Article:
In a well-ventilated area, immediately rinse tank interior with full-strength Tank Prep B and agitate to ensure thorough treatment. This final rinse will remove any residual water and will prime and condition the tank for Kreem Fuel Tank Liner.
Using a funnel, carefully drain Tank Prep B back into its original container and close tightly.
You are now ready to seal your tank with Kreem Fuel Tank Liner.
Coating Your Tank…
Kreem Fuel Tank Liner is designed for use as a preventive maintenance product in new and old metal tanks containing gasoline, gasohol or diesel fuel. Kreem Tank Liner has a unique formulation with extremely rapid set-up, that prevents leakage from hairline cracks and seam pinholes by coating the tank’s inner surface with a fuel resistant elastomer. When properly installed, Kreem Tank Liner seals the inside surfaces of metal tanks from moisture and oxygen.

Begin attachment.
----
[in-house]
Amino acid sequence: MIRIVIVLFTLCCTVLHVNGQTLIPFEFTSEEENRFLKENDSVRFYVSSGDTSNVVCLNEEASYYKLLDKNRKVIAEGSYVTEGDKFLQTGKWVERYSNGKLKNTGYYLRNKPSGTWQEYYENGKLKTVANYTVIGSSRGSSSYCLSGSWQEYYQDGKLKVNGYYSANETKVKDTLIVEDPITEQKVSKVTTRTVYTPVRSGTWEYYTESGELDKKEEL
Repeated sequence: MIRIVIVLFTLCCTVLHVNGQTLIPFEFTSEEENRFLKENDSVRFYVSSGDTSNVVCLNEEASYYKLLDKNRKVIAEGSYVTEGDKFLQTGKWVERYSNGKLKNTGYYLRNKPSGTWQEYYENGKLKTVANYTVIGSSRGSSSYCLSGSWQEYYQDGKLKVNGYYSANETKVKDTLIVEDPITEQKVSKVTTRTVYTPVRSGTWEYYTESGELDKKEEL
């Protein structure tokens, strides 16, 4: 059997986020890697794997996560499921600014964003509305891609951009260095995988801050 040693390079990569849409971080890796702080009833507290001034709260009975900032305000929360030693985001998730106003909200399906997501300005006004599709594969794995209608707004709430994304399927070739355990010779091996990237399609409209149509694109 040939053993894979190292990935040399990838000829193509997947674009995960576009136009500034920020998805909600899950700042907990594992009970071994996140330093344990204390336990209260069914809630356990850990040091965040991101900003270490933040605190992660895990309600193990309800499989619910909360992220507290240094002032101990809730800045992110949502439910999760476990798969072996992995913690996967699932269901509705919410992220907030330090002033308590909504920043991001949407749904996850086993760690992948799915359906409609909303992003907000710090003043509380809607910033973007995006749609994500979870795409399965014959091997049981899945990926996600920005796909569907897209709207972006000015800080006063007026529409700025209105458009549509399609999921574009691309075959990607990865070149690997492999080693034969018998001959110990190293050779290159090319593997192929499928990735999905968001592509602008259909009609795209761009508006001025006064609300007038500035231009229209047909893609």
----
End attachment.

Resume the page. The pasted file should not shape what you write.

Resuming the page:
For small tanks (1-5 gallons), use one pint of Kreem Tank Liner. For larger tanks, use one quart per 20 gallons of tank capacity. If the tank contains baffles, be sure to consider the increase in surface area. For spraying or brushing, thin with methyl ethyl ketone to desired consistency.
CAUTION: Read warning statements on all labels before using any of these products. Kreem Tank Liner may damage paint. Kreem Tank Liner contains methyl ethyl ketone and the vapors can be harmful. Use only in well-ventilated areas, preferably outdoors. Highly flammable, do not use near open flame.
Kreem Tank Liner is NOT for use in plastic containers.
Kreem Tank Liner is NOT compatible with all fiberglass tanks. You must spot test to determine compatibility with Kreem Tank Liner before use.